Like most dogs, my dogs love chewing things. I am really careful about what I give them to chew, and I supervise. Over the years, I’ve heard some horror stories related to objects that dogs have chewed. A young Mastiff puppy that I had bred and sold chewed a stick—just a regular stick. Unknown to her owner, the stick pierced her soft palate, which led to a brain infection that killed her. She wasn’t even a year old.
A friend’s two-year-old dog Golden Retriever died after having surgery to clear a bowel obstruction caused by his swallowing pieces of Nylabone—generally considered a “safe” chew toy.
When Kochi, my Shiba Inu mix was about 16—and a bit diminished—I discovered him nearly choking on a bully stick that he was chewing, and was trying to swallow it as he chewed it. When I pulled it from his mouth, the part he had swallowed and was choking him was about six inches long, fortunately still attached to the unchewed end in his mouth.
I’ve heard of dogs that have asphyxiated when they caught a ball that lodged in the throat and couldn’t be removed in time. Horror stories for sure, but with a purpose. Being aware of the possibilities of worst case scenarios enables us to take steps to avoid them. So here are some “safe” and “unsafe” chew items.
Rawhide chews: At the top of my list of chew toys to avoid are rawhides and pigs’ ears. Oh, I know … your dog LOVES them. Love doesn’t matter if your dog chokes, or develops an intestinal blockage caused by rawhide pieces. But worse still is the fact that these products are by-products of the leather industry. They are treated with chemicals like bleach and other toxic chemicals.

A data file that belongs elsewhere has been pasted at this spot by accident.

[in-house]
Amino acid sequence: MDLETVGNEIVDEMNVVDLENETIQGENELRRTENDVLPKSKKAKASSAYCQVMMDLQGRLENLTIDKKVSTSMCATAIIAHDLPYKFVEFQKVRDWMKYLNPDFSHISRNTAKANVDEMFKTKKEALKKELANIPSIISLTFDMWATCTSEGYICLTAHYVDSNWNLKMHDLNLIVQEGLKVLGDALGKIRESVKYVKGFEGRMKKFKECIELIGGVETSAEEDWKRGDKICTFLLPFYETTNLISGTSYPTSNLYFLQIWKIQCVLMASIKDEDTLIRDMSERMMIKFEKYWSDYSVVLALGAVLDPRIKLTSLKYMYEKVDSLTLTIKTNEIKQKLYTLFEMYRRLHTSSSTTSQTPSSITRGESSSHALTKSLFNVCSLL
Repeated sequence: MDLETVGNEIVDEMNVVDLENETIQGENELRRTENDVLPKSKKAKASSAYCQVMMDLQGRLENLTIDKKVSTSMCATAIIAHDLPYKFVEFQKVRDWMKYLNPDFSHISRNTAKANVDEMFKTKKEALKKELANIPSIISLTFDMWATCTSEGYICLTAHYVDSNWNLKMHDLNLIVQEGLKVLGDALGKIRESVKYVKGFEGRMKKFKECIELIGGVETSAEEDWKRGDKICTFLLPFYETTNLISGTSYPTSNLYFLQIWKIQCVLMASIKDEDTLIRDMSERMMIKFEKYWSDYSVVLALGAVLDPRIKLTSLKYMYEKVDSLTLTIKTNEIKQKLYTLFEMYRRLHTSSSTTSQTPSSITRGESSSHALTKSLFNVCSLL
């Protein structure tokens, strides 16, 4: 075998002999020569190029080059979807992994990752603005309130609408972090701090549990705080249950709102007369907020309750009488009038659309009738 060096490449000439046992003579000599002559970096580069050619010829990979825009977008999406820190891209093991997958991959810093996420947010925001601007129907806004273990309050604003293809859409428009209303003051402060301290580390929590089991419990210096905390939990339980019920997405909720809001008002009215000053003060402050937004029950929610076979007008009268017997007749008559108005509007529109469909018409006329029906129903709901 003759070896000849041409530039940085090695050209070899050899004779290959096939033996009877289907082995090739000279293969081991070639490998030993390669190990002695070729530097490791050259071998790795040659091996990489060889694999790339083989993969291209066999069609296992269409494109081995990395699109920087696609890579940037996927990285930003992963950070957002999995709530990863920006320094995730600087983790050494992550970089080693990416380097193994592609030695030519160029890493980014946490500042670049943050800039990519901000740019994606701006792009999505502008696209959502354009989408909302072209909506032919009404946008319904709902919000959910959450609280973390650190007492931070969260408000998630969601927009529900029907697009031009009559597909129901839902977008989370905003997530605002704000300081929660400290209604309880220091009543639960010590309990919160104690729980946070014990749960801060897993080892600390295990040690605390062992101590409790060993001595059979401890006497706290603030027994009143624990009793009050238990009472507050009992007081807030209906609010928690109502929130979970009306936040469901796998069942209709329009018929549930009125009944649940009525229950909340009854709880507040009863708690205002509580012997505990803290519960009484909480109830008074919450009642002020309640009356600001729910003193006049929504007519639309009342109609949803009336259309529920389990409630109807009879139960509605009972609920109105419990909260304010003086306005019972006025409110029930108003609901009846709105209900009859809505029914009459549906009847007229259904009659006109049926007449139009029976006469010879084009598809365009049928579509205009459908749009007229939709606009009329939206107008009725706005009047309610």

Bones: My dogs love bones—and happily spend hours chewing them. Raw bones, not cooked bones. Cooked bones can splinter, creating the potential for intestinal perforation or blockage. Plus there is no nutritional value in cooked bones, which are depleted of anything valuable for the dog. Marrow soup bones, available from most grocery stores, are a good alternative—raw, not cooked. Avoid short bones and select ones that are longer. Short bones can get wrapped around your dog’s lower jaw and may have to be sawed off.
Toys: I’ve had many dogs that will play with plush, squeaky toys. In fact I had (past tense) a toybox that held toys I’ve had for up to two decades. I no longer have these toys because Brio, my Basset Fauve de Bretagne, loves tearing things apart. He removes squeakers, pulls out eyes, and destroys all soft toys. Obviously there is danger to a dog that will remove, and possibly swallow pieces of toys, so once Brio started dismembering toys, I stopped letting him have them. Their toy box now contains only hard toys.
Balls: With the caveat from the story of the dog that choked to death when the ball lodged in his throat, balls are great fun. Playing retrieve with your dog is a great energy outlet. Just be careful to select a larger ball, and don’t throw it directly at your dog’s mouth.
Bully Sticks: Bully sticks are a safe, healthy chew toy. But after the dog has chewed the stick to a short length, it becomes a choking hazard. I was always careful to remove the stick when it got too short. When a dog can no longer hold the stick between his paws, he may swallow it, which can cause choking or an intestinal blockage. Recently I was introduced to a really cool product called Bully Buddy https://www.bowwowlabs.com/. My staff told me about this when one of our customers brought it with her dog when he was staying with us. The Bully Buddy holds the tail end of the bully stick in place so it cannot be swallowed, but the dog can chew it into the smallest nub. Our customers often introduce us to cool new products. I love that! I bought two sizes of Bully Buddies for my dogs, so they can each have their own, to be able to safely chew the bully stick end.
Whatever you give your dog to chew, always supervise. Dogs love chewing and derive benefit from the activity. We want them to have that enjoyment, safely and without the possibility of harm.